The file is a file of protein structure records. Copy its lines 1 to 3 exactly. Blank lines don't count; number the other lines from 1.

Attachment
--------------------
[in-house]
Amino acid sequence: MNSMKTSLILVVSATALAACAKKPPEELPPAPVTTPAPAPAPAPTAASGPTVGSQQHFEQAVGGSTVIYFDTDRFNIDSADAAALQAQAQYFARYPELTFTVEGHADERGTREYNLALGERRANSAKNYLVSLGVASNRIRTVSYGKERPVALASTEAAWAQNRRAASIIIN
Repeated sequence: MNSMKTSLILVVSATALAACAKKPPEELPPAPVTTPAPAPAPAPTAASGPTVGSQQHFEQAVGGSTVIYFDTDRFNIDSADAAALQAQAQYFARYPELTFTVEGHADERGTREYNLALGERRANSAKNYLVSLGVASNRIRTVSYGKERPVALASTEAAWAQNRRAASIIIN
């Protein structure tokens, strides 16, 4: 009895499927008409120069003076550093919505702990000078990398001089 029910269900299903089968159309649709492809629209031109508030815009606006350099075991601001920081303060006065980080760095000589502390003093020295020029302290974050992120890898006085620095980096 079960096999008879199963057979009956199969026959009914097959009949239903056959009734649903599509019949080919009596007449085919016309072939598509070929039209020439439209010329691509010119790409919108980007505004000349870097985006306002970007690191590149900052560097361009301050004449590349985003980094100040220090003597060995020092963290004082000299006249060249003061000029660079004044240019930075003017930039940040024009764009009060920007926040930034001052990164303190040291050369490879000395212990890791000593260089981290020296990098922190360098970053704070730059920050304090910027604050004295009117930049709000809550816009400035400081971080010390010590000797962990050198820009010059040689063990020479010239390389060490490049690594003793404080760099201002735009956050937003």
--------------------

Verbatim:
[in-house]
Amino acid sequence: MNSMKTSLILVVSATALAACAKKPPEELPPAPVTTPAPAPAPAPTAASGPTVGSQQHFEQAVGGSTVIYFDTDRFNIDSADAAALQAQAQYFARYPELTFTVEGHADERGTREYNLALGERRANSAKNYLVSLGVASNRIRTVSYGKERPVALASTEAAWAQNRRAASIIIN
Repeated sequence: MNSMKTSLILVVSATALAACAKKPPEELPPAPVTTPAPAPAPAPTAASGPTVGSQQHFEQAVGGSTVIYFDTDRFNIDSADAAALQAQAQYFARYPELTFTVEGHADERGTREYNLALGERRANSAKNYLVSLGVASNRIRTVSYGKERPVALASTEAAWAQNRRAASIIIN